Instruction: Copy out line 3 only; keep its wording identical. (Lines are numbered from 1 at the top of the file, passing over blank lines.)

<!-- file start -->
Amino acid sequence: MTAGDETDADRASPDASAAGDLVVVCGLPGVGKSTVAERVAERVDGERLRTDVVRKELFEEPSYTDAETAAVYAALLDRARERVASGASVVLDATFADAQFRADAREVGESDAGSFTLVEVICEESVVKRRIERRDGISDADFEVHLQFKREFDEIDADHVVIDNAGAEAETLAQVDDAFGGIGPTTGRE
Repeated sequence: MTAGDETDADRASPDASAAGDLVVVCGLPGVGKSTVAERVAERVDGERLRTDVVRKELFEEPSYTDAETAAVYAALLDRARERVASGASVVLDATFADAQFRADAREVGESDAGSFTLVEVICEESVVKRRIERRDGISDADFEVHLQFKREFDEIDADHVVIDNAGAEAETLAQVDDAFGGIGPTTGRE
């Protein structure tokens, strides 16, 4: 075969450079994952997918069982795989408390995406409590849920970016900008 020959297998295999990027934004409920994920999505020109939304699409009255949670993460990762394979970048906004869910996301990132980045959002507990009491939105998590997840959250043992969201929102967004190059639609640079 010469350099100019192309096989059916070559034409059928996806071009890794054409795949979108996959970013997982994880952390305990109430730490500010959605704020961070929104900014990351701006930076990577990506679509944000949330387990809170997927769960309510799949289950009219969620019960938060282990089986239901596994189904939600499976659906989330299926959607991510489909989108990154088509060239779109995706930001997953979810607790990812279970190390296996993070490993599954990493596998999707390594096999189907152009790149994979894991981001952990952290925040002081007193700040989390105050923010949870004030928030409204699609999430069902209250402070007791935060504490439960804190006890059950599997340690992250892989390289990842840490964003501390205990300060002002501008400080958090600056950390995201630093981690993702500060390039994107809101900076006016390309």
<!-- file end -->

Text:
């Protein structure tokens, strides 16, 4: 075969450079994952997918069982795989408390995406409590849920970016900008 020959297998295999990027934004409920994920999505020109939304699409009255949670993460990762394979970048906004869910996301990132980045959002507990009491939105998590997840959250043992969201929102967004190059639609640079 010469350099100019192309096989059916070559034409059928996806071009890794054409795949979108996959970013997982994880952390305990109430730490500010959605704020961070929104900014990351701006930076990577990506679509944000949330387990809170997927769960309510799949289950009219969620019960938060282990089986239901596994189904939600499976659906989330299926959607991510489909989108990154088509060239779109995706930001997953979810607790990812279970190390296996993070490993599954990493596998999707390594096999189907152009790149994979894991981001952990952290925040002081007193700040989390105050923010949870004030928030409204699609999430069902209250402070007791935060504490439960804190006890059950599997340690992250892989390289990842840490964003501390205990300060002002501008400080958090600056950390995201630093981690993702500060390039994107809101900076006016390309």